It starts with “You Folded Up My Blanket Like We Were Already Lovers,” a deceptively upbeat story about love in a car, on the stairs, in a garden. The road will numb you, and my musical selections weren’t cracking the shell, but “You Folded Up My Blanket…” with it’s beautifully simple lyrics slipped in and I played it on repeat, memorizing every word like a smitten teenager. From there “My Silver Hand” squeezed in to the gap, Lortz’s deep, whiskey-soaked voice rising above the simple violin and guitar, the words full of heartbreak and the need for redemption just peppering my emotional core. Somewhere between Dubuque and Hazel Green, Wisconsin, I fell wholeheartedly in love with the album as a whole. I pulled over the car and sat and stared out in to an endless stretch of green and felt lonely and a bit sad and completely won over by everything Lortz was crooning, every simple beat that stretched out from the door behind me. (Noah)
I’ve never quite been able to put my finger on why or how, but every moment on No Witch seems suffused with joy. Maybe it’s the way Derek Fudesco’s guitar notes dance like afternoon sunlight on the living room wall, or maybe it’s the honest, folksy feel of the foot-stomping energy. Whatever the case, No Witch has become my go-to cheerup album, my foolproof impetus for dancing around the kitchen with gleeful abandon. It’s not that there’s no darkness – “My mind wakes me up every night sir, see devils in my backyard,” Quirk sings on “Black Leaf,” but the bleak and the bright are bundled up together in little boxes of hope. Weather moves in dark patterns, but as Quirk espouses in “All Land Crabs and Divinity Ghosts,” “It’s too big of a world to give up now.” (Brittney)
When Macklemore said “My city’s filthy,” this wasn’t quite what he meant, but as its cover art indicates, True Romance listeners are in for a low-down dirty ride. This album is a tribute to sybarite pleasures of all kinds, from the warm burn of whiskey in your stomach to the red memory of teeth marks on skin, from the hip-thrust of the drums to the thrust of, well, other things. Conveniently, it’s also the perfect soundtrack for the unbridled enjoyment of these recreations. (Brittney)
I recently turned thirty. Not long after, I found myself looking back on the 20s version of me and thinking, “What an ass.” 28-year-old Mangan (who, incidentally, is incredibly polite and charming) seems to be going through a similar process a couple of years early, and has done us all the favor of turning it into a delightful album. With endearing honesty and trademark wit, Mangan crafts carefully textured odes and confessionals that reward with every listen. (Brittney)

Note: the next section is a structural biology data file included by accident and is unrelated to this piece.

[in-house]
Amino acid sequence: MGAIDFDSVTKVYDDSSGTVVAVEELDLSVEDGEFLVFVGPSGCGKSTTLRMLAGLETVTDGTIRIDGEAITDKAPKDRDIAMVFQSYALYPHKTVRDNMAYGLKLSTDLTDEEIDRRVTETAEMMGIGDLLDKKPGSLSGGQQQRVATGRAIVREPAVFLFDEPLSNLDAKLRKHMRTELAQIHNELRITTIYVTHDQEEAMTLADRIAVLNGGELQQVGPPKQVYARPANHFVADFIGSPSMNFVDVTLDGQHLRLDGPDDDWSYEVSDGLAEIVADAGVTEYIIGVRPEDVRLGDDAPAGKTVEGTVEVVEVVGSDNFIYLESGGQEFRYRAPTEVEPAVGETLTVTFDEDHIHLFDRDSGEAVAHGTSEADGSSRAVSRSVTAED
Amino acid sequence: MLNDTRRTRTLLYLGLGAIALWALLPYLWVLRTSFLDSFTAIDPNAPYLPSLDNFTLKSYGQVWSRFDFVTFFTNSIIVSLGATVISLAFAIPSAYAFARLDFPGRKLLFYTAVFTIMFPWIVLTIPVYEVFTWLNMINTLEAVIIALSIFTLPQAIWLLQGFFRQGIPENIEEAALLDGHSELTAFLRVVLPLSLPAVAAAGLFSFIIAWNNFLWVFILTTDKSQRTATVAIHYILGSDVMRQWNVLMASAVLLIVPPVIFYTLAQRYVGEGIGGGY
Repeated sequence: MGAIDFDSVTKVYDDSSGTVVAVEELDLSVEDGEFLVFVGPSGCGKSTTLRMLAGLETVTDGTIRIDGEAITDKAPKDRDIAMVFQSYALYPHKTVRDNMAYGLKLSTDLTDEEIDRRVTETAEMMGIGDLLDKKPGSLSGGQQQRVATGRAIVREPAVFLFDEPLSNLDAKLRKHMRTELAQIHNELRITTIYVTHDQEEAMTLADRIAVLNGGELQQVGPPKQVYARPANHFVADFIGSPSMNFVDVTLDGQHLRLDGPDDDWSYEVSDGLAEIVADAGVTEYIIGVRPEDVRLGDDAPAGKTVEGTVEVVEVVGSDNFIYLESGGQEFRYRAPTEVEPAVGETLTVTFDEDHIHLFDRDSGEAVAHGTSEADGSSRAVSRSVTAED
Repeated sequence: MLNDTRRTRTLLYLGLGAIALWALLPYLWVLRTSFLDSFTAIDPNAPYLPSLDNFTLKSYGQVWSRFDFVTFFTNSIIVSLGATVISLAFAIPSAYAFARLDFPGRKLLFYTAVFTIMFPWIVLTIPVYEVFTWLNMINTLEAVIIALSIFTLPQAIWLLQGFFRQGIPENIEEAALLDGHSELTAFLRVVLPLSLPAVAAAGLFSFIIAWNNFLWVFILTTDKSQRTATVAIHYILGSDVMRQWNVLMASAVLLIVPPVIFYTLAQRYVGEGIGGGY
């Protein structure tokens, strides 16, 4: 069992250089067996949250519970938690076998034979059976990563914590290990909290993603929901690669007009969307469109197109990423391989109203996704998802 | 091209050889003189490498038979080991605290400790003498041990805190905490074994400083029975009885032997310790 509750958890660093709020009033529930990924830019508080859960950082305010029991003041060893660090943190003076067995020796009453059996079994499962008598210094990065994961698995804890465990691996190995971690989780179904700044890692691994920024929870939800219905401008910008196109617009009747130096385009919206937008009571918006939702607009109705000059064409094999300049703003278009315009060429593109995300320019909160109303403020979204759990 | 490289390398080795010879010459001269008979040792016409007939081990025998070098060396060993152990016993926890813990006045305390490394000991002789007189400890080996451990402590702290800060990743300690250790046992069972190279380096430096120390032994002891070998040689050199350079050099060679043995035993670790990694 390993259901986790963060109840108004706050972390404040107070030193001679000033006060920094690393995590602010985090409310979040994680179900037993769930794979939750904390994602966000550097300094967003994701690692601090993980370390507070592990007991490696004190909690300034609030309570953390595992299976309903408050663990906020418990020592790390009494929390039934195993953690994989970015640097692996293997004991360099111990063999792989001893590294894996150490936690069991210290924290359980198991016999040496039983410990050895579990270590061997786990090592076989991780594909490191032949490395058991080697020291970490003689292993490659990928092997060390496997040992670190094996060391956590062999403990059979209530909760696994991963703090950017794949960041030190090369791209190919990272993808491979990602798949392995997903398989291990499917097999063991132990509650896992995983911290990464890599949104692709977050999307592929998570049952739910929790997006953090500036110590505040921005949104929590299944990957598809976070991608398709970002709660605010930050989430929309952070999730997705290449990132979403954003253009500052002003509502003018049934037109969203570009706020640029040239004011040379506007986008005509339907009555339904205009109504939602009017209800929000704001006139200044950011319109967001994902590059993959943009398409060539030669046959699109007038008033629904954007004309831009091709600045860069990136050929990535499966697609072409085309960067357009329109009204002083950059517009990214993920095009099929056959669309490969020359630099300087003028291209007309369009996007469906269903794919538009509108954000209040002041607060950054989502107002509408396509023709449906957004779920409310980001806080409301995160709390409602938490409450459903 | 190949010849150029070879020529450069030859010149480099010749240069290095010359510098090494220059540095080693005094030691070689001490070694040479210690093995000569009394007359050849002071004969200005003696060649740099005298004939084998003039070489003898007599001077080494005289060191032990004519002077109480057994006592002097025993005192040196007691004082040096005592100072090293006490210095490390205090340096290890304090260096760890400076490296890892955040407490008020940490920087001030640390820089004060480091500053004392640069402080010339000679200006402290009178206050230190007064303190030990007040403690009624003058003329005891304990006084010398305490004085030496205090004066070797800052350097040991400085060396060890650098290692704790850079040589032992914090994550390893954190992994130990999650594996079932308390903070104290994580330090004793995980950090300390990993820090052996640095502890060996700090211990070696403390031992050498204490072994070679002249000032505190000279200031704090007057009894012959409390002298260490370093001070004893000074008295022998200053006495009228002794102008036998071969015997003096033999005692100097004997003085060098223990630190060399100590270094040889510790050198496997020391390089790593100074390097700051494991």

See the rest of our 24 unmissable records from 2011 after the jump (more…)
It happens every time I sit down and try to write about Dave Bazan. Ask me in person and I have plenty of well thought out, downright insightful things to say. I know Bazan’s catalogue backwards and forwards, for a decade I’ve heard and connected to his words as if they were my own and thanks to a feature I wrote for Sound Magazine on Curse Your Branches, I’ve spent more time talking with Bazan about his craft than any other artist making music today. But sit me in front of a blank page or give me a deadline and … nothing.
And I think I’ve finally figured out just why it’s so hard to commit words to paper about Bazan and his records. It’s because I feel like I know Dave Bazan better than any other person making music today. And that has nothing to with having interviewed him.
It’s because I’m a fan.
We all seem to feel this way. That Bazan is more friend than famous musician, a trusted companion on a difficult journey, whether our courses have run parallel or polar opposite. Bazan encourages this closeness, not only by releasing deeply personal albums about the most intimate parts of life — faith, family, addiction — but by opening himself and his songs up for debate at every single show. From The Showbox to living rooms all across America, Bazan shares an unvarnished side of himself that many people don’t share with their closest acquaintances, to anyone brave enough to raise their hand or listen closely. There is no question too intimate or insipid to answer –from “Do you still believe in God?” to “How many black t-shrits do you own?” — I’ve never once seen Bazan be anything less than 100% engaged and disarmingly upfront.
Strange Negotiations does nothing to distance Bazan from his fans or his fans from his life. The questions left by Curse Your Branches have been answered. Bazan has moved from doubting to disappointment. Like Curse Your Branches before it, Strange Negotiations laments a loss of faith, not just in God, but organized institutions in general. In the government. In organized religion. In marriage. In American consumerism. These things have let Bazan down with wounds that still throb like the steady kick-drum that backs one of the most thoughtful rock albums you’ll ever hear.